Saturday, September 20, 2014

Guest Post: “Writes & Wrongs” by Edward Cox

CoxE-AuthorPicIt’s time for me to admit that I might have taken the longest route possible to getting an agent. I’m something of a blunderer by nature, and learning the hard way is the theme of my life. So much so that I sometimes wonder how I managed to get an agent at all.

The original version of The Relic Guild is very different from the version that was signed by Gollancz. It was written for a Master’s degree that I concluded in in 2009. When I was coming to the end of that degree, I had been wondering if my work could hold its own with the bigger names in the publishing industry. I sent the first three chapters and a synopsis of the novel to the man who is now my agent. It impressed him enough to request the remainder of the book. However, although that early version of The Relic Guild gained me an MA, it didn’t quite make the grade with my agent.

For the sake of avoiding long and boring explanations, let’s just say that the original version was something akin to an academic exercise. The result fell somewhere between a fantasy adventure and a pseudo-intellectual dystopian wannabe. It was right for academic purposes, but wrong for the publishing industry. It had potential, but lacked focus and commercial value. Make it the fantasy adventure it wants to be, my agent said, and then we’ll do business.


He was right. That was exactly what the book needed to be – what I wanted it to be. Something that entertained readers. So I immediately began work on a complete rewrite, and that was my first mistake.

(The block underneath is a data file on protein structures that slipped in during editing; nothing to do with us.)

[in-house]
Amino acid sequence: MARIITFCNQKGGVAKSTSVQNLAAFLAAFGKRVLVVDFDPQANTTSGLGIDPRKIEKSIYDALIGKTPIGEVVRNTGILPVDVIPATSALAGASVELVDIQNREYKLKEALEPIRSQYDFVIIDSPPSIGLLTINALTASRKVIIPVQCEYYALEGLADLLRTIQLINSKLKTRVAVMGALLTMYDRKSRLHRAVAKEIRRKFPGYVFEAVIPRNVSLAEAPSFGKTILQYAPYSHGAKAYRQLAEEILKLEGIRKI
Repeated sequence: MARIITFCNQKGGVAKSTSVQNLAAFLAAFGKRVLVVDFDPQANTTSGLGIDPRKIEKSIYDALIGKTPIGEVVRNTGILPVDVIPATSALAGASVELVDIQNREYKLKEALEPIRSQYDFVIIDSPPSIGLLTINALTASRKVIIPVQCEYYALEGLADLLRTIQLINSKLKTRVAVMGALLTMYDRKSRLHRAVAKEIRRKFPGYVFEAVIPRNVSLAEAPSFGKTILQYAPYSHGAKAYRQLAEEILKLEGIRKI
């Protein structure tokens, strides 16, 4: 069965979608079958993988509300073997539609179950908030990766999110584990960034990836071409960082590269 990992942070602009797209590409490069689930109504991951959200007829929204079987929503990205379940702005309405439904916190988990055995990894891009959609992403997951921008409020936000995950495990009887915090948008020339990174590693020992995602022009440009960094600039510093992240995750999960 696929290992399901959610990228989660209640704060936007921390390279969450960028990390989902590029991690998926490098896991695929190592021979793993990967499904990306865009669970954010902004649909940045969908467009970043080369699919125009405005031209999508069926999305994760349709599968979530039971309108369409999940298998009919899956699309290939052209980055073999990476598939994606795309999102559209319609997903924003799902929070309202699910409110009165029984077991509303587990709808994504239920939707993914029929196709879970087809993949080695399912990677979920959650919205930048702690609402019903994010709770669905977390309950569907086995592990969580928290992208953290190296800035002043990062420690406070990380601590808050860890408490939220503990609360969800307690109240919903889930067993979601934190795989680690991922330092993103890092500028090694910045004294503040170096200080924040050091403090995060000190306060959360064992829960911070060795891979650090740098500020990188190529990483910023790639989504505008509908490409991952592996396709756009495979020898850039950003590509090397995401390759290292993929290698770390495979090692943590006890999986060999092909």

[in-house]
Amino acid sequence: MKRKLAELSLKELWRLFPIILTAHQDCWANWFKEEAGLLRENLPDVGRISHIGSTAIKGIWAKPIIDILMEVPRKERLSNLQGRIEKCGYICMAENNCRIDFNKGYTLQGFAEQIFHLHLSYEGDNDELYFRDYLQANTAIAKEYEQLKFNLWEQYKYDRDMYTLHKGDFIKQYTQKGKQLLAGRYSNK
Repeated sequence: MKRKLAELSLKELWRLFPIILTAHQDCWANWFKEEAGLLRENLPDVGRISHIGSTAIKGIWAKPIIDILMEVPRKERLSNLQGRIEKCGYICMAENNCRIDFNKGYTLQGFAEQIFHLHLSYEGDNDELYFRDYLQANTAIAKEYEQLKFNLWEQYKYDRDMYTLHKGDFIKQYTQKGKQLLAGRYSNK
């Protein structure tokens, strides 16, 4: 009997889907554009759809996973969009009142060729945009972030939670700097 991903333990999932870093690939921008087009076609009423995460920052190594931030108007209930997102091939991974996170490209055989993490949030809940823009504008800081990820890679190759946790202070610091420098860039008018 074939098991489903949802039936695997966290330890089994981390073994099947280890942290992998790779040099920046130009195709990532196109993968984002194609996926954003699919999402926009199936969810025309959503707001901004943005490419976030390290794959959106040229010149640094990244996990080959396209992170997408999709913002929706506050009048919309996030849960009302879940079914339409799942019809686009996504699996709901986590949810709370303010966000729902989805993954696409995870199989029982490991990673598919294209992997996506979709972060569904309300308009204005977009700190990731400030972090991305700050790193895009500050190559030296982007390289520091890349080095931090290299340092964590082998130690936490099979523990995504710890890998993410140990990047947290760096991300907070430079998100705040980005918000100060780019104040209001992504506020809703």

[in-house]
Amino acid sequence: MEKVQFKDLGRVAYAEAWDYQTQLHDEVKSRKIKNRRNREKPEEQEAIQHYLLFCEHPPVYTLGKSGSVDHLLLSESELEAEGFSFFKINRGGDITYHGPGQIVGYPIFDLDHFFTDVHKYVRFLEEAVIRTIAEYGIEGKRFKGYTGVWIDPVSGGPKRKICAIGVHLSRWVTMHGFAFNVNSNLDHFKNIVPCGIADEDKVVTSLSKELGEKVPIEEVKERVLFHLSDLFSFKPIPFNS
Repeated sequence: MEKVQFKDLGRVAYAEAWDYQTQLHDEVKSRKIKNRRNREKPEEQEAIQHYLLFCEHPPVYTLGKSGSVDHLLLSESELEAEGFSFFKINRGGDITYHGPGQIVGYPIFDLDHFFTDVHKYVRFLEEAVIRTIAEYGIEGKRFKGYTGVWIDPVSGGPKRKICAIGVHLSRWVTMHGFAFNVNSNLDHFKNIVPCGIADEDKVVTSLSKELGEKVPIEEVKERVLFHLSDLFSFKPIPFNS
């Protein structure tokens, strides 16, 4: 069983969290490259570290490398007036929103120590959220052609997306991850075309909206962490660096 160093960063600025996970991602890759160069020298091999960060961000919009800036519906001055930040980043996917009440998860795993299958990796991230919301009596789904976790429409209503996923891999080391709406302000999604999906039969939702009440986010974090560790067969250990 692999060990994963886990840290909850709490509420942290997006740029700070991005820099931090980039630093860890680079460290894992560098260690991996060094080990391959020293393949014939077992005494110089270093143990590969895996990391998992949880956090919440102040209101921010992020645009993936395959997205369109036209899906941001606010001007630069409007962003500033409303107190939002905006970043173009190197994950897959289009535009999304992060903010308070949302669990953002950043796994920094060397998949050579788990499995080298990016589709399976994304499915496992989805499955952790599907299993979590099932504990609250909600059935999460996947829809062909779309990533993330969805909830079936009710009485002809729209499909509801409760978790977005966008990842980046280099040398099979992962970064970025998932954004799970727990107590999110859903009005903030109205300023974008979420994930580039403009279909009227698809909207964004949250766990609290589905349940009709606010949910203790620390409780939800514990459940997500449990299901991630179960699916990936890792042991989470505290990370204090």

EdCox-BlogTourAfter five years at university, doing a BA and an MA back-to-back, I was a little fried, and should’ve taken a few months’ break before undertaking the rewrites. The truth is, I wasn’t prepared for my agent’s interest, and I panicked. The chance to be represented by him suddenly felt like smoke in my hands that would dissipate to nothing if I didn’t provide what he wanted as quickly as I could. In six months, I rushed out a new version of The Relic Guild, which, if I’m being honest, I knew deep down wasn’t good enough, or much of an improvement on the original. My second mistake was sending it to my agent.

Of course he said no; what other choice did he have? And so, feeling lousy, lost, and as though I’d wasted the only chance I was ever going to get, I finally took the break I needed, which pretty much entailed sleeping for a month. It was a low point, where some hard but important lessons were learned, and gradually I gained some perspective.

My principal reason for writing is for the joy of telling stories. Yet, without me noticing, the perspective had changed. I realised that writing had come to mean passing a university degree, or attracting an agent who could get me a publishing deal. And this realisation gave me the shakeup I needed. For the first time I saw The Relic Guild for what it was, and then truly considered it for what it could. Breaking the story down, I recognised which parts were to be kept, which had to be binned, and what needed to be developed. In short, I did what I should’ve done in the first place.

Two and a half years it took me to write the new version of The Relic Guild – the Gollancz version. Two and half years to give the world and characters and plot the full life and detail they deserved.

Only when the novel was finished, and I was certain it had reached its potential, did I give any consideration to what to do with it next.

I was lucky that my agent, the smoke in my hands, stayed on the phone when I came calling once more, convincing him to give me another chance. He told me he had a proviso: if I wasted his time again, he would say no for good. I promised that I wasn’t about to make a third mistake.

On October 15th 2012, John Berlyne signed me to the Zeno Agency. And much of what happened next I owe to him.

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